Reflective learning journals: from concept to practice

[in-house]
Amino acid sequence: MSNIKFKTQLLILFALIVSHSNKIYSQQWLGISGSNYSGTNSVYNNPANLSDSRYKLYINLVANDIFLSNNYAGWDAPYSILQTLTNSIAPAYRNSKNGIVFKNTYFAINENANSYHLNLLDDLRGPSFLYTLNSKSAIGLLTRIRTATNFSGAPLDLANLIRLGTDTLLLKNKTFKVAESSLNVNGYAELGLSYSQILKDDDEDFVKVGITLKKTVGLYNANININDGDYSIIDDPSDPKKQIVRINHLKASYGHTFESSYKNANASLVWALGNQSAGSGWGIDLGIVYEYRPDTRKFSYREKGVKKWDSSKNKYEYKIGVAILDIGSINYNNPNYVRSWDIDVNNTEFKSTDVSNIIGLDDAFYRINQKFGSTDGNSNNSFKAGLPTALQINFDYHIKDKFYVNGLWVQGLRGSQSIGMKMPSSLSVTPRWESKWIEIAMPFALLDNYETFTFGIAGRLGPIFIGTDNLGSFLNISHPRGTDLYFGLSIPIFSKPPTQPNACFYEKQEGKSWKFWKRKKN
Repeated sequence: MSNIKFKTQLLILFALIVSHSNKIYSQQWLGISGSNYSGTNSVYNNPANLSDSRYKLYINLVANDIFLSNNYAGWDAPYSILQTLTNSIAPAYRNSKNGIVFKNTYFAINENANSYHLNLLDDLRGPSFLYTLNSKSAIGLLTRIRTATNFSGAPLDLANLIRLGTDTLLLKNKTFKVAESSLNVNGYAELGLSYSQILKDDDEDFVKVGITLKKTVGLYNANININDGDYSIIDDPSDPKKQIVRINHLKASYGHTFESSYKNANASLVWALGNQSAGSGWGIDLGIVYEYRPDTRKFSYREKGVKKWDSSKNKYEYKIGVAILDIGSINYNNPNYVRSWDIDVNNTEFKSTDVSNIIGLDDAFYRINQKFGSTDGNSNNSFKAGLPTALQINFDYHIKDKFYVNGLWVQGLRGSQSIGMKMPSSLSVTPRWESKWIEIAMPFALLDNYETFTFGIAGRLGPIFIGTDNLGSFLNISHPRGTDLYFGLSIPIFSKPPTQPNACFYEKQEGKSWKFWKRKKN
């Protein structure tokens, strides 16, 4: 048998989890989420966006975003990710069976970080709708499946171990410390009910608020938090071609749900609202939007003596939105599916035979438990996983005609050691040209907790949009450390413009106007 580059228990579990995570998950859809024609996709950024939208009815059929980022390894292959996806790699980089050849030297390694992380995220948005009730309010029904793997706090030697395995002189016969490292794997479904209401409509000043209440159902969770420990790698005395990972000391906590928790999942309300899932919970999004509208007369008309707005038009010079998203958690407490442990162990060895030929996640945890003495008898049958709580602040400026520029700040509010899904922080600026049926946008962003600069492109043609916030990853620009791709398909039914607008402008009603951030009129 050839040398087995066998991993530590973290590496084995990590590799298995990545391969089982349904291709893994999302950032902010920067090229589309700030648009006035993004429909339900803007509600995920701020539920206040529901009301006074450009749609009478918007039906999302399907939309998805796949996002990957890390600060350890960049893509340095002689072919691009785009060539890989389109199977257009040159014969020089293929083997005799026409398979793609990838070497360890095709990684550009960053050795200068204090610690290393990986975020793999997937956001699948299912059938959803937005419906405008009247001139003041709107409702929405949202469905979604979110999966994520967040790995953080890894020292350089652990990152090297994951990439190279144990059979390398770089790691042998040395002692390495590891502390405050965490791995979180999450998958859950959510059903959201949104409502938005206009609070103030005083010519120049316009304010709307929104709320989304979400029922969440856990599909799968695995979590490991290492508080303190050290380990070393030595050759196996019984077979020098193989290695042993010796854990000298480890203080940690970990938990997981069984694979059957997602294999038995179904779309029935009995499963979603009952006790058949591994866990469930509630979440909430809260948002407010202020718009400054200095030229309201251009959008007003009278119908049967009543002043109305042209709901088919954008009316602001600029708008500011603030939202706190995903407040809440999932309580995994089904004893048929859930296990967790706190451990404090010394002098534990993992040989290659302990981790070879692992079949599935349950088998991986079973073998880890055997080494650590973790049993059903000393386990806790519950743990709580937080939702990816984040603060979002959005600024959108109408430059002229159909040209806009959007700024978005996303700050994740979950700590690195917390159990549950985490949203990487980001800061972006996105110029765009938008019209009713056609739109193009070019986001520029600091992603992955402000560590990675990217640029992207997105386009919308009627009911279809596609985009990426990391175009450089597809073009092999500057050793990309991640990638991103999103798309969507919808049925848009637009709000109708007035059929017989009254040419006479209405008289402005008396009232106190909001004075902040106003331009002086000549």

Reflective learning journals are recognized as a significant tool in promoting active learning among nursing students. Essentially, nurse educators strive to encourage students to think about past experiences, current situations, and expected outcomes of their actions so that they can explain what they do in the clinical setting and why. In other words, nurse educators seek to promote professional practice that is reflective rather than routine. The purposes in this paper are to discuss the application of two models of reflection to a set of reflective learning journals and to offer some recommendations for educators, researchers, and students. Using a three stage model of reflection ( Scanlon & Chernomas, 1997 ), 52 nursing students explored managerial concepts. The major findings indicated that students may be categorized, according to Kember et al. (1999) , as nonreflectors (i.e., lack evidence of deliberate appraisal), reflectors (i.e., demonstrate insight through analysis, discrimination, and evaluation), and critical reflectors (i.e., indicate a transformation from initial perspective).